Category Archives: Eco Thrifty Renovation

Selling a Dream: Outstanding Permaculture Property

Could this be the best value permaculture property in New Zealand?

Lovingly renovated seaside villa combines old and new to achieve a sunny, warm, dry and comfortable home while retaining distinctive retro character.

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Over the three years we lived here our power bills averaged $26 per month while running a refrigerator, freezer, washer, hob, jug, wifi, etc, and enjoying abundant hot water.

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Much of the interior features native hardwood built-ins such as this three and a half metre rimu shelf unit.

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And this bespoke totara and rimu vanity.

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The kitchen features hardwood shelving with antique lead light doors and vintage light shades, along with a new Tasmanian oak floor and cosy old school Shacklock cooker.

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With great indoor/outdoor flow, the living spaces are bright and airy throughout the day.

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A pizza oven and vege gardens are just outside the French doors.

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The private back yard is lined with fruit trees and natives while retaining enough lawn for a play.

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Over 30 productive fruit trees fill the 700 square metre section.

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Grapes and Jerusalem artichoke fill the spaces in between.

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New roof, new cladding, insulation and solar hot water are among the features of this highly resilient home.

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This property has been featured by the national and international media and represents a gold standard in suburban permaculture. The renovation is the only case study outside of Australia to be included in David Holmgren’s current project: RetroSuburbia.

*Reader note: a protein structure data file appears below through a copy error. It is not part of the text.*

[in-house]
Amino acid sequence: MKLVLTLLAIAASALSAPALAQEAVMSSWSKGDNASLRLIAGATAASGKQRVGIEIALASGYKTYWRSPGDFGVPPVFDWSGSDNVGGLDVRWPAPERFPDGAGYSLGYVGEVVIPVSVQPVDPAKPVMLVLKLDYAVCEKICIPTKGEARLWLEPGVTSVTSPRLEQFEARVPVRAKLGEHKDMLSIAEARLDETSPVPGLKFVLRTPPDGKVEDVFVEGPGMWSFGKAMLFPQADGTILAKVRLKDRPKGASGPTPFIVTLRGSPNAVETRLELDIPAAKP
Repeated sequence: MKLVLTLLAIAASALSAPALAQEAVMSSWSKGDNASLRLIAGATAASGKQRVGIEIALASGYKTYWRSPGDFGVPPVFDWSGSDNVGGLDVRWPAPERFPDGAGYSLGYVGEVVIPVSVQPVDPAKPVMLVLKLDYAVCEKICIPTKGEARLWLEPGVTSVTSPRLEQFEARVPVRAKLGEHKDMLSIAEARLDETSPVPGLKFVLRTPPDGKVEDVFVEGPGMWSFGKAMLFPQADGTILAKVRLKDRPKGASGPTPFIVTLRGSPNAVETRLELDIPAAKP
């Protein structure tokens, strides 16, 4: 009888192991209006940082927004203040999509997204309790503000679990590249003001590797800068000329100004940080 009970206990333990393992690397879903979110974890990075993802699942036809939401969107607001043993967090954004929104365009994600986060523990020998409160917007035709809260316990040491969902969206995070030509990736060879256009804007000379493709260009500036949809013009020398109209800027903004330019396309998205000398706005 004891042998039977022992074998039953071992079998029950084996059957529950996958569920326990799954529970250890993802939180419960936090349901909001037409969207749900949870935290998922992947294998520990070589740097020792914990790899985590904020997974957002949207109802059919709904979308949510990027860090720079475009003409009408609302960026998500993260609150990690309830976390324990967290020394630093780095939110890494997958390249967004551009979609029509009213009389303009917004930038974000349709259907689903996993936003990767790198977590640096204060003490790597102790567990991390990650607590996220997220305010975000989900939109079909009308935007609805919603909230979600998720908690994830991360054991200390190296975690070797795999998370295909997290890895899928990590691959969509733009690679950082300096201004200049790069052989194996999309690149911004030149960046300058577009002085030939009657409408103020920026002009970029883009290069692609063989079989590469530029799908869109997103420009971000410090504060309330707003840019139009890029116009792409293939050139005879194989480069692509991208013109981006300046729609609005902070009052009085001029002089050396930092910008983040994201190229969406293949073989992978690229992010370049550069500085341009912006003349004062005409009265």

All of this can be yours for 85% less than the average bog standard Auckland home.

Enquiries through the blog’s home page. Or comment.

Peace, Estwing

The Vegetarian Butcher

“Now that you’ve cleaned a chicken’s bum, I think it’s time to write your first blog post,” he says.

“Makes sense,” I say.

The Vegetarian Butcher

In the span of two days, I assisted in skinning a sheep; watched its butchering; plucked, gutted, and prepped a chicken. Farm life, am I right? That’s a lot of flesh and blood for a vegetarian celebrating five meat-free years and a year of being vegan-ish.

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I’d wanted to be a vegetarian since a very young age, in hopes of being more like 8-year-old environmental activist Lisa Simpson from The Simpsons. I didn’t take the plunge though, until I was 17 and decided I was done supporting factory farms. I did so somewhat begrudgingly because I had (have) a soft spot for meatloaf and chicken tenders and still claim that I’d cave for either, so long as it was smothered in ketchup. I’ve stayed strong, though, and even moved towards a vegan lifestyle last December, excited about the added challenge to cook without the use of animal products. My college running coach wasn’t so thrilled—through university, I was averaging 100km, three weightlifting sessions, and assorted cross training every week—but I felt incredible! I was eating cleanly, feeling fueled, and morally sound.

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Here, as is typical of a farm, the animals are workers. Where Kaitiaki differs, however, is in the tasks expected of the animals. In permaculture, the long-term health of the land must be considered in every decision made. By housing the majority of our poultry in tractors that are shifted daily to new grass, the ducks and chickens are providing a service without degrading the land. In a stationary poultry run, the birds are compacting the soil, stripping away grass, digging ruts, and accumulating poo that’s fertilizing nothing. Eventually there’s no fresh grass or insects for the birds to eat and the land underneath is unsuitable for future cultivation.

dsc_2631There is the added task of moving the tractors each morning, but this tiny pec/delt/shoulder workout is hardly a nuisance when considering the range of good done by our feathered farmhands. While chickens and ducks are for meat and eggs on any other farm, those are merely added bonuses here—rather than demanding eggs from the birds, we graciously accept them as gifts.

So when misfortunes fall upon our animals (i.e. broken limbs or little dogs), it’s time to put my tofu-centric views aside and utilize Holmgren’s third, fifth, sixth, and twelfth permaculture design principle: obtain a yield; use and value renewable resources and services; produce no waste; creatively use and respond to change. In permaculture, we are quick to learn that looking at the big picture and the long term can surmount what seems desirable (or undesirable) in the moment. In this instance, an animal lost is a meal gained. I’ve always said that I’d rather eat meat than see it thrown in the trash; I might soon have to eat my words.

-Liz (Illinois, USA)

What I have Learned About (Permanent) Agriculture